The Tories are ‘strong and stable’. What are Labour?

Theresa May gave a speech a few days ago in which she used the slogan ‘Strong and Stable’ twelve times in ten minutes. As a result she is being royally ridiculed on social media, with countless memes being diffused exponentially as I write.

A further outcome of the Tories’ faultless message discipline and the responses to it is that on 8th June millions of people will go and vote on the basis of strength and stability (DECLARATION: I fucking hate The Tories and will be voting Labour in June). Satirising the message will just serve to reinforce and spread it. That’s what happened in the last two general elections and in the referendum last summer. At different points each leading representative of the Leave campaign was torn to pieces on Facebook and Twitter for ‘overusing‘ the expression ‘take back control’. The result of the referendum showed that all that repitition was actually the slogan being implemented successfully – the Leave campaign even consulted Paul McKenna to help them drill the message into people’s heads. It’s not a rational process. ‘Strong and stable’ will have been chosen from a list of potential slogans after a rigorous process of testing it on groups of potential Tory voters.

The science of this is well-known but doesn’t always find acceptance on the left and doesn’t seem to have had much of an impact on the people at the top of the Labour Party. On doing some research I found out that Labour’s slogan for #GE2017 is ‘For the many, not the few’. Although I’ve been following the election the phrase didn’t spring into my head immediately as the Conservatives’ slogan will and tellingly there haven’t as yet been a furore about opposition politicians overusing it. I don’t get the impression it’s been tested – it sounds more like a phrase that our avuncular leader plucked out of thin air. On my Facebook page yesterday I saw a post on the Labour forum about John McDonnell’s 20 Pledges to Workers. Okay, twenty is a round number but it’s also a large one. As Owen Jones has repeatedly pointed out, only people who are actively interested in politics take an interest in what lies behind slogans, ie the details of policy. Each of those individual items may strike a chord with working people but in order to be effective they need to be framed into clear pithy messages whose memorability has been exhaustively put to the test.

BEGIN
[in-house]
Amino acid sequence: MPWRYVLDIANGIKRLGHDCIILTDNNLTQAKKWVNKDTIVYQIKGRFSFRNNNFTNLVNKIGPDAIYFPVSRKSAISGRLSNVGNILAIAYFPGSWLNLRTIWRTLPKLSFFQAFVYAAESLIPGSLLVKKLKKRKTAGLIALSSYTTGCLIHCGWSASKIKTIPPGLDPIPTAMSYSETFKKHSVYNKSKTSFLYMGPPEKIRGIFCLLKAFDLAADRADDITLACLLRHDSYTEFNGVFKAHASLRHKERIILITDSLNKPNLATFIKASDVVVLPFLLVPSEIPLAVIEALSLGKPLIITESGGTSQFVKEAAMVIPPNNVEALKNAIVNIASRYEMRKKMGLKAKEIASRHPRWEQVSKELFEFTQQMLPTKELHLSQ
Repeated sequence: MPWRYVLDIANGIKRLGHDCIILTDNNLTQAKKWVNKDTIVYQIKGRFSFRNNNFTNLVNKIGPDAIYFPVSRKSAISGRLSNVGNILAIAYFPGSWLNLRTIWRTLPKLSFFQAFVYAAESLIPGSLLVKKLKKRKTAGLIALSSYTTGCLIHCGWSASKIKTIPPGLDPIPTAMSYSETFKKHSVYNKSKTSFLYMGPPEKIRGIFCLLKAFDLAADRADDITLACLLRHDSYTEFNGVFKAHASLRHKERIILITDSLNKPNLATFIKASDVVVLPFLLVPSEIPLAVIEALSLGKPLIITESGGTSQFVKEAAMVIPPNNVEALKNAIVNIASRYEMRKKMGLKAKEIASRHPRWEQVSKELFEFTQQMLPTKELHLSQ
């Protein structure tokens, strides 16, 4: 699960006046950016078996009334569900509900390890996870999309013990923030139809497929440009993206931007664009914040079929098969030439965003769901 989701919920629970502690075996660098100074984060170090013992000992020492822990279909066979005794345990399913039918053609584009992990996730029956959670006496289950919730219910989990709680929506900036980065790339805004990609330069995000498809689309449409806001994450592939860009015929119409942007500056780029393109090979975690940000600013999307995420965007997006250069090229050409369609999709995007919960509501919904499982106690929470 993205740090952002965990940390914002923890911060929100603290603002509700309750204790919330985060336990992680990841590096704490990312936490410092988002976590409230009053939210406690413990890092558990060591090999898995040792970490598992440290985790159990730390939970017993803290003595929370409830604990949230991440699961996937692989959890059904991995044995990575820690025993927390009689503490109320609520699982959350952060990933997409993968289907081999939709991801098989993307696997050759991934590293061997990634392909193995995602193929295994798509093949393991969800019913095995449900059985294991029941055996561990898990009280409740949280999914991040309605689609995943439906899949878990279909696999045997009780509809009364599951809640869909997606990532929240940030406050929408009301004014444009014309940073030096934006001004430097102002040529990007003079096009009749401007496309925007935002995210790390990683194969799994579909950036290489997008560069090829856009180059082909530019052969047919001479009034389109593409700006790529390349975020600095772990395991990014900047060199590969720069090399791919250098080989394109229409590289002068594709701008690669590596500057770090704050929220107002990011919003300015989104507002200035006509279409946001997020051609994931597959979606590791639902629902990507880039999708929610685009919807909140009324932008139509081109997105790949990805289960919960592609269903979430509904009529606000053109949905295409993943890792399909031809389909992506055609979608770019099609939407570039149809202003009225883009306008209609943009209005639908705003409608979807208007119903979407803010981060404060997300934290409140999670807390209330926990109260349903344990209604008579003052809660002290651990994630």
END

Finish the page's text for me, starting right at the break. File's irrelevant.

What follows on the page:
Nevertheless, the central slogans have been chosen and Labour leader, supporters and representatives need to put them into operation by repeating them as often as humanly possible. In the meantime we need to stop doing the Tories’ work for them by effectively advertising, whether in jest or not, what May’s Conservative Party stands for.

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